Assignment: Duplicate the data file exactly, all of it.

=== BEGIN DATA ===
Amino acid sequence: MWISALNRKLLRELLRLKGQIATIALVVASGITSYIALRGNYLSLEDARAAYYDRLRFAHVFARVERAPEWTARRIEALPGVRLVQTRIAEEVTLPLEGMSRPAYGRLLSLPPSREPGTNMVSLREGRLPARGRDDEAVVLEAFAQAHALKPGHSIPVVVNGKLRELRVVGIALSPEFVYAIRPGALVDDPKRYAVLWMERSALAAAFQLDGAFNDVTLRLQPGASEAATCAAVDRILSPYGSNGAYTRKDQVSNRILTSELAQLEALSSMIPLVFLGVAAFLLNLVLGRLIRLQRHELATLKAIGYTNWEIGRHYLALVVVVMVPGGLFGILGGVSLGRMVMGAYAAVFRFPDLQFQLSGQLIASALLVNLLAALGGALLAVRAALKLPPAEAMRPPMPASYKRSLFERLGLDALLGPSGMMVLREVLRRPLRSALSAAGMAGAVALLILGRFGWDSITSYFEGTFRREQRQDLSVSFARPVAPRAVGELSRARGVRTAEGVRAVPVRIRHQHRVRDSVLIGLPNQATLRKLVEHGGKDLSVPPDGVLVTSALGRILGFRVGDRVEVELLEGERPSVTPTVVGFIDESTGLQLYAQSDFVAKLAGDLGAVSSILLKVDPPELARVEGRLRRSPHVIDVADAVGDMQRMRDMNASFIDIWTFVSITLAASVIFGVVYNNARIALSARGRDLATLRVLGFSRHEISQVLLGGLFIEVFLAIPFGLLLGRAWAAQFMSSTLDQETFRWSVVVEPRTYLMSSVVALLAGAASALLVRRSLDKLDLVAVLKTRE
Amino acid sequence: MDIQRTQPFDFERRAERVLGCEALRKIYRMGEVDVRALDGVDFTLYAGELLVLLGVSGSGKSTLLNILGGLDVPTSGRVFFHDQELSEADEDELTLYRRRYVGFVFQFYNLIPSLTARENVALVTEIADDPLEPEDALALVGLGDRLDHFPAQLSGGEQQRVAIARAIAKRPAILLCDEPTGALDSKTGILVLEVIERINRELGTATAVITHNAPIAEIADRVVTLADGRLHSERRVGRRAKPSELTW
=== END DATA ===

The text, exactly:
Amino acid sequence: MWISALNRKLLRELLRLKGQIATIALVVASGITSYIALRGNYLSLEDARAAYYDRLRFAHVFARVERAPEWTARRIEALPGVRLVQTRIAEEVTLPLEGMSRPAYGRLLSLPPSREPGTNMVSLREGRLPARGRDDEAVVLEAFAQAHALKPGHSIPVVVNGKLRELRVVGIALSPEFVYAIRPGALVDDPKRYAVLWMERSALAAAFQLDGAFNDVTLRLQPGASEAATCAAVDRILSPYGSNGAYTRKDQVSNRILTSELAQLEALSSMIPLVFLGVAAFLLNLVLGRLIRLQRHELATLKAIGYTNWEIGRHYLALVVVVMVPGGLFGILGGVSLGRMVMGAYAAVFRFPDLQFQLSGQLIASALLVNLLAALGGALLAVRAALKLPPAEAMRPPMPASYKRSLFERLGLDALLGPSGMMVLREVLRRPLRSALSAAGMAGAVALLILGRFGWDSITSYFEGTFRREQRQDLSVSFARPVAPRAVGELSRARGVRTAEGVRAVPVRIRHQHRVRDSVLIGLPNQATLRKLVEHGGKDLSVPPDGVLVTSALGRILGFRVGDRVEVELLEGERPSVTPTVVGFIDESTGLQLYAQSDFVAKLAGDLGAVSSILLKVDPPELARVEGRLRRSPHVIDVADAVGDMQRMRDMNASFIDIWTFVSITLAASVIFGVVYNNARIALSARGRDLATLRVLGFSRHEISQVLLGGLFIEVFLAIPFGLLLGRAWAAQFMSSTLDQETFRWSVVVEPRTYLMSSVVALLAGAASALLVRRSLDKLDLVAVLKTRE
Amino acid sequence: MDIQRTQPFDFERRAERVLGCEALRKIYRMGEVDVRALDGVDFTLYAGELLVLLGVSGSGKSTLLNILGGLDVPTSGRVFFHDQELSEADEDELTLYRRRYVGFVFQFYNLIPSLTARENVALVTEIADDPLEPEDALALVGLGDRLDHFPAQLSGGEQQRVAIARAIAKRPAILLCDEPTGALDSKTGILVLEVIERINRELGTATAVITHNAPIAEIADRVVTLADGRLHSERRVGRRAKPSELTW